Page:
Running Tudor England’s Second City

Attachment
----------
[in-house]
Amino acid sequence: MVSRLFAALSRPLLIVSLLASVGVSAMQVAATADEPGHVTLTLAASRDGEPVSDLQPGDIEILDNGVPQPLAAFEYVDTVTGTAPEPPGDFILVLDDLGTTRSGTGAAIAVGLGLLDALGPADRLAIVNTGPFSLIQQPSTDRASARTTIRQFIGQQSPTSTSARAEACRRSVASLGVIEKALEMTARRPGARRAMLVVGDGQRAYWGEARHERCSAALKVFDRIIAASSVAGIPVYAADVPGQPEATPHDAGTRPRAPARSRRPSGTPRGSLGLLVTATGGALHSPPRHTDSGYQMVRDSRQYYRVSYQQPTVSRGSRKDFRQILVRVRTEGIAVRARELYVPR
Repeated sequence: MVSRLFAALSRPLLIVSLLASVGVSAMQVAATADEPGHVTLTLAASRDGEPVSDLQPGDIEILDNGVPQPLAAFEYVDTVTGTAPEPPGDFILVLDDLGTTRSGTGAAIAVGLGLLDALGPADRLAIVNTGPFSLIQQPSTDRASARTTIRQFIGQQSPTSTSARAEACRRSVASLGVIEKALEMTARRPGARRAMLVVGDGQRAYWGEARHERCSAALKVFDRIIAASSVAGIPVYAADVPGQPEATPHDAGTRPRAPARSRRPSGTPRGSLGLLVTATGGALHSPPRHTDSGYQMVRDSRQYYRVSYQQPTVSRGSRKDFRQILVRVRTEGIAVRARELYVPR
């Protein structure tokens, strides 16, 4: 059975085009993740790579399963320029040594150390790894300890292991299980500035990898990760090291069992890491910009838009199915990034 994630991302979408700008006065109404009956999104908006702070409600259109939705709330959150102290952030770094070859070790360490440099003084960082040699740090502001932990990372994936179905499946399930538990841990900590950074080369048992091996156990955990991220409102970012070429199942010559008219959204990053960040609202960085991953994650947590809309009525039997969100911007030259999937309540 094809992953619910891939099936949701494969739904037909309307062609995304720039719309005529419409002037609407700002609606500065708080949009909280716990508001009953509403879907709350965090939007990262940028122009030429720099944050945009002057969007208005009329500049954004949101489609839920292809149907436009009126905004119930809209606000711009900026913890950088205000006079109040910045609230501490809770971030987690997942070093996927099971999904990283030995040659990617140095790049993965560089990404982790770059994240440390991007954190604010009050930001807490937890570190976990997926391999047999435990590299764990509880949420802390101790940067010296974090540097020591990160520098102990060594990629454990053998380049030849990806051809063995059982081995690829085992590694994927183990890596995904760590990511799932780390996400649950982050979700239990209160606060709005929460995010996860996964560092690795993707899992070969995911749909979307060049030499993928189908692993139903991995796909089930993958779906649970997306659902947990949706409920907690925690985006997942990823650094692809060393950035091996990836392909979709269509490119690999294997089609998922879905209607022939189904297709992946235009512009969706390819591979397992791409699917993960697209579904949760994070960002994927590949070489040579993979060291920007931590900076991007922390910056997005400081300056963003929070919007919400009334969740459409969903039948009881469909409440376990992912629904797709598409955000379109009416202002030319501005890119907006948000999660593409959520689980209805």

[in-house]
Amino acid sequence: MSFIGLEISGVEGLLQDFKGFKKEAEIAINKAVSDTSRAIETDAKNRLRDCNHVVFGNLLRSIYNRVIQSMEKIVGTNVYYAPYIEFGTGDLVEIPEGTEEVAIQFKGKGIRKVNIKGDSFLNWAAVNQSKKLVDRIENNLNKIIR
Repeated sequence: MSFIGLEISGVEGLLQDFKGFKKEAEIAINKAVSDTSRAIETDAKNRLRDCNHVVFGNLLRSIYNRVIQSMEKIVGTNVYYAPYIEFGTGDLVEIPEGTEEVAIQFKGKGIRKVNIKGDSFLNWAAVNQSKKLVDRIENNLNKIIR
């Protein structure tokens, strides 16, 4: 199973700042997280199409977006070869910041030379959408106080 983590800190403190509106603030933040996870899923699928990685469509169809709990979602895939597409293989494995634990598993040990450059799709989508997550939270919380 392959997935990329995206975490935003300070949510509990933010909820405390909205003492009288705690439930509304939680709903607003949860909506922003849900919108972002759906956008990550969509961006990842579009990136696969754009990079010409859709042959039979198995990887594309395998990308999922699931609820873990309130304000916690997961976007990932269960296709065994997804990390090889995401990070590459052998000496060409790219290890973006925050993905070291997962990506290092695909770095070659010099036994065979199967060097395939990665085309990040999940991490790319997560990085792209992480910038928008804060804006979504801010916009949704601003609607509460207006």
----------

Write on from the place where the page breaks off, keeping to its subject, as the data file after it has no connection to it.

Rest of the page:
The Accounts of the Chamberlains of Norwich, 1539-45 Accounts are an important source of evidence for students of late medieval and early modern history.  The requirement that officials should produce minutely detailed lists of all the individual sums that they received and all the money that they paid out sprang from a desire to avoid fraud.  As a result, these documents contain a treasure trove of information that is often unavailable elsewhere.  How else would we know that in 1542 torrential rain led to such serious flooding in Norwich that the streets and drains were badly damaged, and piles of debris had to be removed from the marketplace?  The accounts kept by the sixteenth-century chamberlains illuminate many other aspects of life in England’s second city, from the treatment of homeless beggars to the lavish gifts presented to local dignitaries.  Those for the years 1539 to 1545, which have just been